The company, which makes a series of sensor devices, says that Walabot can detect subtle changes in gait, movement or breathing that could signal a risk of a fall or other problem.

"We can detect falls, but its predictive aspect is to monitor behavioral changes so that we can alert family members," Familier said.

Also launched at CES was the Addison Virtual Caregiver, a video-based assistant with a female avatar who can converse, offer reminders about medication and detect potential health problems.

With the data collected from the device, "we can classify people as high-risk or low-risk fallers," said David Keeley, research director for Addison parent company SameDay Security.

"We can predict the speed of functional decline."

Alicia Mangram, a Phoenix-based trauma surgeon who advises Addison, said the system could be useful to help seniors stay independent.

The Walabot fall detection device for seniors from the Israeli startup Vayyar will be shown at the Consumer Electronics Show in 2019

The Walabot fall detection device for seniors from the Israeli startup Vayyar will be shown at the Consumer Electronics Show in 2019

The Walabot fall detection device for seniors from the Israeli startup Vayyar will be shown at the Consumer Electronics Show in 2019

"At the moment we do not know what happens to them when we send people home (from a hospital)," Mangram said. "This allows us to control them."

The Florida-based start-up CarePredict exhibited its system on the basis of a portable band that guides seniors with facilities for assisted living.

"We can passively and unobtrusively monitor the daily activities of seniors, and our predictive tools can help determine whether they are at risk of falling, depression, malnutrition or urinary tract infections," said Jerry Wilmink of CarePredict.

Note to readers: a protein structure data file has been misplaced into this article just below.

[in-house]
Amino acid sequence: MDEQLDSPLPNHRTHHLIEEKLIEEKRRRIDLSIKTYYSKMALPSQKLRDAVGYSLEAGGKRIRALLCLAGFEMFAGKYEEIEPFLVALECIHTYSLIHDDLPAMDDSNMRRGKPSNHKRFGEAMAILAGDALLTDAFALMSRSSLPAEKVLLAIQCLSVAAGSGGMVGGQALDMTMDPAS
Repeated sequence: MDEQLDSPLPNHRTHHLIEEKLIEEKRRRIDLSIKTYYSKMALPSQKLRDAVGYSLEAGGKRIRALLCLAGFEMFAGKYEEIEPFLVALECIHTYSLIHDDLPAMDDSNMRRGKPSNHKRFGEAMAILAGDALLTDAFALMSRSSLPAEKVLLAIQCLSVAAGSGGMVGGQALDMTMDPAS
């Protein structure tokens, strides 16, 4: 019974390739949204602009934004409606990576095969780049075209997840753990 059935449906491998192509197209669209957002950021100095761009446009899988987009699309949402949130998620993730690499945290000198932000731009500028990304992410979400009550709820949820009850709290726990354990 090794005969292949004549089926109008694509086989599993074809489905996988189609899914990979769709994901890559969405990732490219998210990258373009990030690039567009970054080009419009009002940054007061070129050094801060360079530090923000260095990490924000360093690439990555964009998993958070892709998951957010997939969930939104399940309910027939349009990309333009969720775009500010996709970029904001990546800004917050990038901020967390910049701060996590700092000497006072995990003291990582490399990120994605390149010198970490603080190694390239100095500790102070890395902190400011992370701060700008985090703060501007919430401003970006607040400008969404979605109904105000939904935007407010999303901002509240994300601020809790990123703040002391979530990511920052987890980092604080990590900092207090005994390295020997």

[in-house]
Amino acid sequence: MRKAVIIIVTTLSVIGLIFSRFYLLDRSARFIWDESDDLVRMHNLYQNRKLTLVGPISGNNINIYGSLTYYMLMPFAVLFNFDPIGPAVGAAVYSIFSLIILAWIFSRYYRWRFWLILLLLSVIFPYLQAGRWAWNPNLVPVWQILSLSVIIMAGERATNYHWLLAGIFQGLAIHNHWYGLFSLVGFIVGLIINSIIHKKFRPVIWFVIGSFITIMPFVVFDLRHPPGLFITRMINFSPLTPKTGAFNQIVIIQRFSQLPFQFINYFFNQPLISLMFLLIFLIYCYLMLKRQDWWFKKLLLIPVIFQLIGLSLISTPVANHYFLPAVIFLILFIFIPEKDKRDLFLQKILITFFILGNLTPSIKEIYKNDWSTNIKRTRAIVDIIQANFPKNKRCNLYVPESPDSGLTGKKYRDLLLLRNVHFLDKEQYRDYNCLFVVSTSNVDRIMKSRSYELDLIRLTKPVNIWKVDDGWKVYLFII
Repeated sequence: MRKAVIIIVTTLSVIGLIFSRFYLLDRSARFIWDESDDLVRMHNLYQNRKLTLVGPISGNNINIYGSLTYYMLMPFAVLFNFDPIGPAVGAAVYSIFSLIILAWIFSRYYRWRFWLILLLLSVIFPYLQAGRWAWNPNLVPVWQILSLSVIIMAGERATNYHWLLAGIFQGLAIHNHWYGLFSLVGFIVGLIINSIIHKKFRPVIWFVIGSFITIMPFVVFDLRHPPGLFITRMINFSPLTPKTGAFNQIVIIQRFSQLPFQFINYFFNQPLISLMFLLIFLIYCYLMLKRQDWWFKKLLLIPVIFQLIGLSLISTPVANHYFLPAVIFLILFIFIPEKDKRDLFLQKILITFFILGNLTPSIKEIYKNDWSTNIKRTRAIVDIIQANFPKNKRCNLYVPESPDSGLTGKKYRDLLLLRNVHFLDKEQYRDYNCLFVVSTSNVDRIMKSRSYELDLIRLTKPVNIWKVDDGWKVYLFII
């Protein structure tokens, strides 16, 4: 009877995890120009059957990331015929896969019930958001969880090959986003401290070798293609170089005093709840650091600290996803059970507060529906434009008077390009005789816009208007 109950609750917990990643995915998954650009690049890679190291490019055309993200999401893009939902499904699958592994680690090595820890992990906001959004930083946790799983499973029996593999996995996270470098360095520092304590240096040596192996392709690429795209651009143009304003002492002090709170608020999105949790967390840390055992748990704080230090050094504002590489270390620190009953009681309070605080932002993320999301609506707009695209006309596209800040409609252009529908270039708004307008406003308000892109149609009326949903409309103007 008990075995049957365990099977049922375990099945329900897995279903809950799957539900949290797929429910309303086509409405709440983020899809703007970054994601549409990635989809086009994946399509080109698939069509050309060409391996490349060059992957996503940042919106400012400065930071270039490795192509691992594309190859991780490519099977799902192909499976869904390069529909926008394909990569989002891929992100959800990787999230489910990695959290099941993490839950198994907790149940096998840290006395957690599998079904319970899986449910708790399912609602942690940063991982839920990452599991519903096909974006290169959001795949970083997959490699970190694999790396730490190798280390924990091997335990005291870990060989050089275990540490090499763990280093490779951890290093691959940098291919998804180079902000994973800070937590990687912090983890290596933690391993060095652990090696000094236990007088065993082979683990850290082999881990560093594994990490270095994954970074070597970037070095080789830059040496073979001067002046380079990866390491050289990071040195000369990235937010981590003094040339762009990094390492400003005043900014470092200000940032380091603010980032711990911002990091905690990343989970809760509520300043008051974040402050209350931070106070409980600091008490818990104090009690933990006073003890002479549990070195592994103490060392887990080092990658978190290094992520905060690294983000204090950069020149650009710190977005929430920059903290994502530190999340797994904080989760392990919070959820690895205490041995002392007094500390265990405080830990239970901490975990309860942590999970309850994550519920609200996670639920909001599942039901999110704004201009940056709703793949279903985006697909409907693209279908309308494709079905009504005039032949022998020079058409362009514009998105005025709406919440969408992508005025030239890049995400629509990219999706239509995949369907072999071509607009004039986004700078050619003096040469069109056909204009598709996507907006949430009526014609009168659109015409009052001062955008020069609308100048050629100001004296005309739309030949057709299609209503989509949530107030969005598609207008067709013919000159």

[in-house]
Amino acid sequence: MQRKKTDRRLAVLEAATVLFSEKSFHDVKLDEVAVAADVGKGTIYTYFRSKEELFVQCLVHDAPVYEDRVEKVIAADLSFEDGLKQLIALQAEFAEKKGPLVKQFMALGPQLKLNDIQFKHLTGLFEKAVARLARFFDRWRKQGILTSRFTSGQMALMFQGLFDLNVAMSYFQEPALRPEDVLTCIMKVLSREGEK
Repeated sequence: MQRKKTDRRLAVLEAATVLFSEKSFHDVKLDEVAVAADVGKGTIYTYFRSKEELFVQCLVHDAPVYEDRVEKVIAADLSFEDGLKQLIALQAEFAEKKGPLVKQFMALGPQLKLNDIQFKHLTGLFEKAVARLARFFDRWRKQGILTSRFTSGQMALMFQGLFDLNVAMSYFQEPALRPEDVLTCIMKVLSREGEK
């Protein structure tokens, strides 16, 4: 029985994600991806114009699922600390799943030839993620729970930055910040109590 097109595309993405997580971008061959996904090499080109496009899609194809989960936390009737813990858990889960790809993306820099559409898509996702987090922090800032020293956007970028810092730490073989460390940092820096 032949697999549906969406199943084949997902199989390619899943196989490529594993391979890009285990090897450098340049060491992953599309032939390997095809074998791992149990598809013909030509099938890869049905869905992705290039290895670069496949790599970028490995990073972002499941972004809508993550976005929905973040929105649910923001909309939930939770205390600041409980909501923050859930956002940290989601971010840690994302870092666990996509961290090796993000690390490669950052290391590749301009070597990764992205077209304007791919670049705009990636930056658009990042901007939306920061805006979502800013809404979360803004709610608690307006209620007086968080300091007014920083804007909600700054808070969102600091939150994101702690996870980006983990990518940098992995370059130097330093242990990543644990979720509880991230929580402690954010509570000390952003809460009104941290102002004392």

Techfirm & # 39; s see a promising market in this type of devices, with public attention focused on the fall protection feature of the Apple Watch.

According to research firm eMarketer, Americans aged 55 and older are the fastest growing group of electronic portable users in the US, largely because of the improved health characteristics of the devices.

– Artificial muscles –

Sarah Thomas (R) of California startup Seismic talks to the 2019 Consumer Electronics Show about "powered clothes" with robotic muscles to help people with fatigue and disabilities, because customer Bob Copani from San Francisco models the garment

Sarah Thomas (R) of California startup Seismic talks to the 2019 Consumer Electronics Show about "powered clothes" with robotic muscles to help people with fatigue and disabilities, because customer Bob Copani from San Francisco models the garment

Sarah Thomas (R) of California startup Seismic talks to the 2019 Consumer Electronics Show about "powered clothes" with robotic muscles to help people with fatigue and disabilities, because customer Bob Copani from San Francisco models the garment

For those with mobility problems, the Californian startup Seismic unveiled its wearable tech body suit that can strengthen a user's muscles and help maintain posture.

The "core wellness suit", which weighs less than five kilos and can be worn under street wear, has robot parts that deliver up to 30 watts to each hip and the lower back to sit, stand, lift or carry – similar to an exoskeleton but without the bulk.

Sarah Thomas, a seismic vice president and advisor to tech startups, said the new product was not only designed for the elderly but also for factory workers to reduce fatigue and mobility problems.

Thomas said that technical products for seniors should not be "stigmatized" with ugly products.

"We should design in view of age, but without the age-realistic perspective," Thomas told a CES panel.